In step 1210, the system preprocesses the information from the carriers (the “files”). Preferably, the preprocess step converts the files into a format suitable for loading into the system.

In step 1212, the system creates SQL scripts. Preferably, the system creates SQL scripts that will provide staging tables to receive the information from the preprocessed files. Also preferably, the structure of each table will match the structure of the corresponding preprocessed file.

In step 1214, the system creates tables in a database. Preferably these tables are capable of receiving information.

In step 1216, the system loads the tables with the information. Preferably, the system also verifies that the number of rows of data in each file matches the number of rows that are loaded into the staging table.

In step 1218, the system alters the staging tables to include new columns corresponding to field and tables based on the common format, and populates those new columns with the data. To perform this step, preferably the system can access the number and type of fields received from the carrier in order to best translate those fields into the common fields.

In step 1220, the system updates and inserts the tables into a database that is in the common format.

In step 1222, the system processes the newly received information to determine the category of calls made. Preferably, the information received includes call detail records (CDRs). In an exemplary embodiment, the system processes the newly received information by executing a rule engine, as set forth in greater detail above.

In step 1224, the system reconciles newly received information with a summary statement of the information.

While these steps generally are followed, in some instances an error may occur. If an error occurs, preferably the system will continue to convert information not associated with the error from a carrier-specific format to a common format. Also preferably, the system will log errors.

Attached as Appendix 1 are help sheets for (1) My Account Details; (2) Employee; (3) Management; (4) Phone Book; (5) Profiles; (6) Reports; and (7) Account Summary. The help sheets provide additional information and instructions regarding use of the system.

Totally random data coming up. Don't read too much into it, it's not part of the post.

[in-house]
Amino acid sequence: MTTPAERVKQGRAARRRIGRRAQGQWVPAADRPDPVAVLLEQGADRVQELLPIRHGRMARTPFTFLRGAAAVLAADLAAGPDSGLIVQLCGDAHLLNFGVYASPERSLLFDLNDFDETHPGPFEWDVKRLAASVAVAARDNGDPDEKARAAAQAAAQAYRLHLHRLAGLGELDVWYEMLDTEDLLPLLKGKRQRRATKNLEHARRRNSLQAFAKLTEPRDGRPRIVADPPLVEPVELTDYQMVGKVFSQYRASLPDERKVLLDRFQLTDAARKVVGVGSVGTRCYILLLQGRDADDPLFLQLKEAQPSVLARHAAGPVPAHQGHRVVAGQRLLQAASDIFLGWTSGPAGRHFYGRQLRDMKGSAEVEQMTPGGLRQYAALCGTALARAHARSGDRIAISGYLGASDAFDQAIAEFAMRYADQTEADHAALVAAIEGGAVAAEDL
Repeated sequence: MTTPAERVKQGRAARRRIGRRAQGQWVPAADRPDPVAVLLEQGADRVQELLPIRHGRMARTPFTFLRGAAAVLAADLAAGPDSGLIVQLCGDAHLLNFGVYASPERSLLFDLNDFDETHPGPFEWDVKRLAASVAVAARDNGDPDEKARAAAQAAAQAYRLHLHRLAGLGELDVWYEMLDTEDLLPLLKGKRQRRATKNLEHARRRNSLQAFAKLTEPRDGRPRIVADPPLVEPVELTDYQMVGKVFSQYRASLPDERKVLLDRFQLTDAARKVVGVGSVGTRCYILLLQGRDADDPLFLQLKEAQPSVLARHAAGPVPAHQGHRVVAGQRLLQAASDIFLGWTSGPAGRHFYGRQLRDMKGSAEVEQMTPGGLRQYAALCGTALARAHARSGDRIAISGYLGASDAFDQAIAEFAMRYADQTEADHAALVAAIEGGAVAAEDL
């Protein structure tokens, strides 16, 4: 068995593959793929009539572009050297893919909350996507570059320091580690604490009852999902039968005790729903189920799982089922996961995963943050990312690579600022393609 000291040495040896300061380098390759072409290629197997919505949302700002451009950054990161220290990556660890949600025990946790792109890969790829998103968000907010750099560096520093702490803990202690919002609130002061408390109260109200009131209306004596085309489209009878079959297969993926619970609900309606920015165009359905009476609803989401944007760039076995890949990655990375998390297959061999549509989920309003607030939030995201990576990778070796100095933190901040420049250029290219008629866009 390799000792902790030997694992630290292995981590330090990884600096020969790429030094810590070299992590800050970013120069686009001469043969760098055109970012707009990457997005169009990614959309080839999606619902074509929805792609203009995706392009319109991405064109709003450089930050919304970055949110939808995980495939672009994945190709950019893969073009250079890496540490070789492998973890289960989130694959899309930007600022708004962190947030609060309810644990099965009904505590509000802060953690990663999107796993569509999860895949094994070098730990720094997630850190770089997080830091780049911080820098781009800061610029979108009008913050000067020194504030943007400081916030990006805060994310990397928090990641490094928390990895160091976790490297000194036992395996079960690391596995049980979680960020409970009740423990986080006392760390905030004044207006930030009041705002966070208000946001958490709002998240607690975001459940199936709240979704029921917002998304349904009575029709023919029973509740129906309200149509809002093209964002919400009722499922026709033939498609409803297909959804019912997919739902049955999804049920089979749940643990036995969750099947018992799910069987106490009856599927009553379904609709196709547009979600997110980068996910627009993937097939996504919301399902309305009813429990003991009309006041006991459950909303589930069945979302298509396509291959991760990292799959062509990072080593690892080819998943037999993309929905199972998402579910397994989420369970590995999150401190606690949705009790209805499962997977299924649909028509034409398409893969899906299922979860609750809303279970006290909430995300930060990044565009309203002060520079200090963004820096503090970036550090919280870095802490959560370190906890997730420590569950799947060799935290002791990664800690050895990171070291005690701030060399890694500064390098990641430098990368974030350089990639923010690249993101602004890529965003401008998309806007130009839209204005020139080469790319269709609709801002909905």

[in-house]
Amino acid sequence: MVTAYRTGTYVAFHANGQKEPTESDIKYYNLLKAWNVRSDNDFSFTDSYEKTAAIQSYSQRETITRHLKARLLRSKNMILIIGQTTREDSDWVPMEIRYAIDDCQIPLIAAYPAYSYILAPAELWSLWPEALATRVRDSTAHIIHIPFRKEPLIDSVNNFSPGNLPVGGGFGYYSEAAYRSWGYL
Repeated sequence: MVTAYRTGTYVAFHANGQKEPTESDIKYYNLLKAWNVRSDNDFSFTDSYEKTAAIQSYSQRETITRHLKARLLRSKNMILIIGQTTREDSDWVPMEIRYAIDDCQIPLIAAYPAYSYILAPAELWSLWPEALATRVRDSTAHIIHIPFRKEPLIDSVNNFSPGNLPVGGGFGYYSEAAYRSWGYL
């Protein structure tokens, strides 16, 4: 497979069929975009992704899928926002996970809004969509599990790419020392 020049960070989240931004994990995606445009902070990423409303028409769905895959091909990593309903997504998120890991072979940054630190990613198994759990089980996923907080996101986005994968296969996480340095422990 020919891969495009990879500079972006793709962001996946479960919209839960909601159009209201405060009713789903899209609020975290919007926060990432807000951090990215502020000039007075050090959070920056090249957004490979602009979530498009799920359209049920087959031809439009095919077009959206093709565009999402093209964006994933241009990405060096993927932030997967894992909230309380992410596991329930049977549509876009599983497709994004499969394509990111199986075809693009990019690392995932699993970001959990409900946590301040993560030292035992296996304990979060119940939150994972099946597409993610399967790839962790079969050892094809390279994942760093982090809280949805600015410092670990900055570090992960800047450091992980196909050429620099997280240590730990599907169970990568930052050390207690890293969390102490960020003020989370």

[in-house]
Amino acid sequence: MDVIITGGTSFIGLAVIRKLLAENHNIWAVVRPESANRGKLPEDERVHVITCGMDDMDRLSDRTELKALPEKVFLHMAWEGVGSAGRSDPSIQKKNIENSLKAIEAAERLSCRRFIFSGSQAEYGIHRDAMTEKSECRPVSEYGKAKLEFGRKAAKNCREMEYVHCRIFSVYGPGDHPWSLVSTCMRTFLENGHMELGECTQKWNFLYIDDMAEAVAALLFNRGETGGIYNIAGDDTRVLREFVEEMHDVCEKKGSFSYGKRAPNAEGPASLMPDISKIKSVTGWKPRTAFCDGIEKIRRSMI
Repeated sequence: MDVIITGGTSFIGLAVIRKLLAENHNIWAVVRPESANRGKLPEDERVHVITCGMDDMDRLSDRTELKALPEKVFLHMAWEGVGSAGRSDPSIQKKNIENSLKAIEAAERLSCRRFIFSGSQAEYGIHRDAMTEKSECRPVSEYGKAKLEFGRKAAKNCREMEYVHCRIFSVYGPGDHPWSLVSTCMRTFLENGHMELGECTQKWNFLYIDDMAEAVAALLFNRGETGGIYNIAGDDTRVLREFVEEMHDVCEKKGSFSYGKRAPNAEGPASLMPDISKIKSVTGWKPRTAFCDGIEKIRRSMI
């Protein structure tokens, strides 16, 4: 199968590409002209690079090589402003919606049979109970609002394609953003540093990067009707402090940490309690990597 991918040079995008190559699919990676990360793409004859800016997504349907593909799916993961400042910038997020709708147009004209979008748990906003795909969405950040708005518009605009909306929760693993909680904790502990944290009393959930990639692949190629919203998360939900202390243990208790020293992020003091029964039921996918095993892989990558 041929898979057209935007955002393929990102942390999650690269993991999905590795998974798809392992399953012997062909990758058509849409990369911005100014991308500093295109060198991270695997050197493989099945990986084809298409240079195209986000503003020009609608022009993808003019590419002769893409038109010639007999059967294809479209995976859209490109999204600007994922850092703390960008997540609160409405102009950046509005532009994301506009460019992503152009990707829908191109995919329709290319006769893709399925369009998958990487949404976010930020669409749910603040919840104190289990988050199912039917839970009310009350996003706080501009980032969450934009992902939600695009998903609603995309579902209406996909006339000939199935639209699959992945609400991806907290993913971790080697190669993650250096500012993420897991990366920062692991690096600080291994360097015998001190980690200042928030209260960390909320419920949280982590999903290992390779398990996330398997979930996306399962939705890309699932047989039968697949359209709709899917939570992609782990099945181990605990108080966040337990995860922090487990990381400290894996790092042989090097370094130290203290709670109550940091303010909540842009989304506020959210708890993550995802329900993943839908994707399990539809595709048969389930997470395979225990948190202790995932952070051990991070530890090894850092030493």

The foregoing disclosure of the preferred embodiments of the present invention has been presented for purposes of illustration and description. It is not intended to be exhaustive or to limit the invention to the precise forms disclosed. Many variations and modifications of the embodiments described herein will be apparent to one of ordinary skill in the art in light of the above disclosure. The scope of the invention is to be defined only by the claims appended hereto, and by their equivalents.

Further, in describing representative embodiments of the present invention, the specification may have presented the method and/or process of the present invention as a particular sequence of steps. However, to the extent that the method or process does not rely on the particular order of steps set forth herein, the method or process should not be limited to the particular sequence of steps described. As one of ordinary skill in the art would appreciate, other sequences of steps may be possible. Therefore, the particular order of the steps set forth in the specification should not be construed as limitations on the claims. In addition, the claims directed to the method and/or process of the present invention should not be limited to the performance of their steps in the order written, and one skilled in the art can readily appreciate that the sequences may be varied and still remain within the spirit and scope of the present invention.

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Classifications
U.S. Classification379/121.05, 455/406, 705/34, 379/127.03, 379/126, 379/114.03, 705/52, 379/127.05
International ClassificationG06Q30/00, H04M15/00
Cooperative ClassificationH04M15/88, H04M15/8033, G06Q30/04, H04M2215/7435, H04M2215/54, H04M2215/0104, H04M2215/0116, H04M2215/32, H04M2215/018, H04W4/24, H04M2215/2026, H04M15/51, H04M15/44, H04M15/00
European ClassificationG06Q30/04, H04M15/88, H04W4/24, H04M15/44, H04M15/51, H04M15/80F, H04M15/00
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Owner name: MOBILESENSE TECHNOLOGIES, INC., CALIFORNIA